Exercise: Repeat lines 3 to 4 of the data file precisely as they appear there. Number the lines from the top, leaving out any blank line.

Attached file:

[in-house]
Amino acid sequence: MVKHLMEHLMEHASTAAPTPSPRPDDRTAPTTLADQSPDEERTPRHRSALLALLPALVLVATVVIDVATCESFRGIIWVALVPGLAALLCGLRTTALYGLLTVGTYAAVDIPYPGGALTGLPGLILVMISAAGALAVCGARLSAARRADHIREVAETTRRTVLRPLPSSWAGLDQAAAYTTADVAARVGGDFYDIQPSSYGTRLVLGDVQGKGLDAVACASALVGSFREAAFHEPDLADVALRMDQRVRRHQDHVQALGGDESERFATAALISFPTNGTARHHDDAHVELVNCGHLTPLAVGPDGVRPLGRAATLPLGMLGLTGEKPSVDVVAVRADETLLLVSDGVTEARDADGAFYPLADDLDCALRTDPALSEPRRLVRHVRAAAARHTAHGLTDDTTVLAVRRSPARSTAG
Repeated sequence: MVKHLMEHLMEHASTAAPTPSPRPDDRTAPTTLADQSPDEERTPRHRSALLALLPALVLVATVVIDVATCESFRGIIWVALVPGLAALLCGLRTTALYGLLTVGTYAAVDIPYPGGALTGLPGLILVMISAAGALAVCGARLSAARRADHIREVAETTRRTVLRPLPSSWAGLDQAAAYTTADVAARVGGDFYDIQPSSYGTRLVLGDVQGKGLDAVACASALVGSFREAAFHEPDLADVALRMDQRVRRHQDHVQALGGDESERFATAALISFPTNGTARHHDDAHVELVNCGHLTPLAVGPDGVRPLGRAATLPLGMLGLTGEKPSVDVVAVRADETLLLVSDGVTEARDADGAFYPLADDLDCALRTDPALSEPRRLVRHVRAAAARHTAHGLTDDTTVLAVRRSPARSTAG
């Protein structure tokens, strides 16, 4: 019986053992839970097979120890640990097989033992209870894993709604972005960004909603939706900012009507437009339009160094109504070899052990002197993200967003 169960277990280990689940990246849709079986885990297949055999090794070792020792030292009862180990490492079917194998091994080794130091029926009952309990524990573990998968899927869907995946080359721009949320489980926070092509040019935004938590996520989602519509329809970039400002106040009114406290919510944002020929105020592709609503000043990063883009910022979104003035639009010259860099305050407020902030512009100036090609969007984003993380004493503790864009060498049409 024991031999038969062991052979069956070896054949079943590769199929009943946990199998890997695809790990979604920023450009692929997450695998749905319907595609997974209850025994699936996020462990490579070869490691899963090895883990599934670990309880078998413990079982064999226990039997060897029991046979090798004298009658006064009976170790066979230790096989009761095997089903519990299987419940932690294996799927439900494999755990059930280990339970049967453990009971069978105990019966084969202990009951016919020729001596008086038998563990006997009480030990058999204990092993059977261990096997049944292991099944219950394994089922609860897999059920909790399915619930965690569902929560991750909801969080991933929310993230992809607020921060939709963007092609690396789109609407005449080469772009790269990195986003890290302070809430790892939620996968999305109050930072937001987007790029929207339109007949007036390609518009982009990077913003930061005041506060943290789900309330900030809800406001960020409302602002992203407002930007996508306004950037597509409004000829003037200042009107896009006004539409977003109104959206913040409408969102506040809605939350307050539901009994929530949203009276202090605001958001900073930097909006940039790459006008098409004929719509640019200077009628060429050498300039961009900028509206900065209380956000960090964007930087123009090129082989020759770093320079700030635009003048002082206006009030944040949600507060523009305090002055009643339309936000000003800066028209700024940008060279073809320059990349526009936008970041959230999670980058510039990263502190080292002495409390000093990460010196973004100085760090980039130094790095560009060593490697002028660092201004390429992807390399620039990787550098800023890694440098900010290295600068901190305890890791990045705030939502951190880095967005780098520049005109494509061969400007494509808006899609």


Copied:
Repeated sequence: MVKHLMEHLMEHASTAAPTPSPRPDDRTAPTTLADQSPDEERTPRHRSALLALLPALVLVATVVIDVATCESFRGIIWVALVPGLAALLCGLRTTALYGLLTVGTYAAVDIPYPGGALTGLPGLILVMISAAGALAVCGARLSAARRADHIREVAETTRRTVLRPLPSSWAGLDQAAAYTTADVAARVGGDFYDIQPSSYGTRLVLGDVQGKGLDAVACASALVGSFREAAFHEPDLADVALRMDQRVRRHQDHVQALGGDESERFATAALISFPTNGTARHHDDAHVELVNCGHLTPLAVGPDGVRPLGRAATLPLGMLGLTGEKPSVDVVAVRADETLLLVSDGVTEARDADGAFYPLADDLDCALRTDPALSEPRRLVRHVRAAAARHTAHGLTDDTTVLAVRRSPARSTAG
């Protein structure tokens, strides 16, 4: 019986053992839970097979120890640990097989033992209870894993709604972005960004909603939706900012009507437009339009160094109504070899052990002197993200967003 169960277990280990689940990246849709079986885990297949055999090794070792020792030292009862180990490492079917194998091994080794130091029926009952309990524990573990998968899927869907995946080359721009949320489980926070092509040019935004938590996520989602519509329809970039400002106040009114406290919510944002020929105020592709609503000043990063883009910022979104003035639009010259860099305050407020902030512009100036090609969007984003993380004493503790864009060498049409 024991031999038969062991052979069956070896054949079943590769199929009943946990199998890997695809790990979604920023450009692929997450695998749905319907595609997974209850025994699936996020462990490579070869490691899963090895883990599934670990309880078998413990079982064999226990039997060897029991046979090798004298009658006064009976170790066979230790096989009761095997089903519990299987419940932690294996799927439900494999755990059930280990339970049967453990009971069978105990019966084969202990009951016919020729001596008086038998563990006997009480030990058999204990092993059977261990096997049944292991099944219950394994089922609860897999059920909790399915619930965690569902929560991750909801969080991933929310993230992809607020921060939709963007092609690396789109609407005449080469772009790269990195986003890290302070809430790892939620996968999305109050930072937001987007790029929207339109007949007036390609518009982009990077913003930061005041506060943290789900309330900030809800406001960020409302602002992203407002930007996508306004950037597509409004000829003037200042009107896009006004539409977003109104959206913040409408969102506040809605939350307050539901009994929530949203009276202090605001958001900073930097909006940039790459006008098409004929719509640019200077009628060429050498300039961009900028509206900065209380956000960090964007930087123009090129082989020759770093320079700030635009003048002082206006009030944040949600507060523009305090002055009643339309936000000003800066028209700024940008060279073809320059990349526009936008970041959230999670980058510039990263502190080292002495409390000093990460010196973004100085760090980039130094790095560009060593490697002028660092201004390429992807390399620039990787550098800023890694440098900010290295600068901190305890890791990045705030939502951190880095967005780098520049005109494509061969400007494509808006899609």